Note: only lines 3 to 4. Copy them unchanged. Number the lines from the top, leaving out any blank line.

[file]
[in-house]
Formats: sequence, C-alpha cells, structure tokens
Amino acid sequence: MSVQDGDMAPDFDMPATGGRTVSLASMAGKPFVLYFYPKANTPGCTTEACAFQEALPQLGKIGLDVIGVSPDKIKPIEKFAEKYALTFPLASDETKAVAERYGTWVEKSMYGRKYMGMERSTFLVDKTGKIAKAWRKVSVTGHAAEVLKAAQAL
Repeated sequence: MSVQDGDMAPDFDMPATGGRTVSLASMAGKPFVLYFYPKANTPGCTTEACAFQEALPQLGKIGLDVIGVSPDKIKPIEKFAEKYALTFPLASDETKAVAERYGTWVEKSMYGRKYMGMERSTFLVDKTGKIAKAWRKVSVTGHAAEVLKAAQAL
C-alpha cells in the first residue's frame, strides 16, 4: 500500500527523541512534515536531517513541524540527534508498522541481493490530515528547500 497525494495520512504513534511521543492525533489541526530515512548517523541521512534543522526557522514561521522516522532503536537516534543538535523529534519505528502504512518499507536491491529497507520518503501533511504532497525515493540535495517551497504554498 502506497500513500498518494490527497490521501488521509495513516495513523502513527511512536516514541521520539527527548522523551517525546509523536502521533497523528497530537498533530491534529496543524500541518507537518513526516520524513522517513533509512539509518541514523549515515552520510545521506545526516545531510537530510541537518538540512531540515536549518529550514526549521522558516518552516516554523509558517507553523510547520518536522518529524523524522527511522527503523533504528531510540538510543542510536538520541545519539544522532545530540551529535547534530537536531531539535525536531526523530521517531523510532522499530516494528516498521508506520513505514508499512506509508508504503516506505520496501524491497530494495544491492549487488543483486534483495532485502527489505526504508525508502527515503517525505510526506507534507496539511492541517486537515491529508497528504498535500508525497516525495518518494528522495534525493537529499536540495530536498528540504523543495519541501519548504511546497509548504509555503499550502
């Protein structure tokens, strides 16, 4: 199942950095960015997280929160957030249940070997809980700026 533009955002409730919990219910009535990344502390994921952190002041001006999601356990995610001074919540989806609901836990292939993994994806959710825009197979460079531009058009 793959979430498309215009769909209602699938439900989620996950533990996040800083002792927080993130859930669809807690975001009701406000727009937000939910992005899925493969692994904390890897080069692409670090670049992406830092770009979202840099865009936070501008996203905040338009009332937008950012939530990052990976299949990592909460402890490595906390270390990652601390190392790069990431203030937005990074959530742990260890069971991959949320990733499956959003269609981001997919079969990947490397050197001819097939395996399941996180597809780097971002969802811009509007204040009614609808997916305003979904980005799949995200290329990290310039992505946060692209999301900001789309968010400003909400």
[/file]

Amino acid sequence: MSVQDGDMAPDFDMPATGGRTVSLASMAGKPFVLYFYPKANTPGCTTEACAFQEALPQLGKIGLDVIGVSPDKIKPIEKFAEKYALTFPLASDETKAVAERYGTWVEKSMYGRKYMGMERSTFLVDKTGKIAKAWRKVSVTGHAAEVLKAAQAL
Repeated sequence: MSVQDGDMAPDFDMPATGGRTVSLASMAGKPFVLYFYPKANTPGCTTEACAFQEALPQLGKIGLDVIGVSPDKIKPIEKFAEKYALTFPLASDETKAVAERYGTWVEKSMYGRKYMGMERSTFLVDKTGKIAKAWRKVSVTGHAAEVLKAAQAL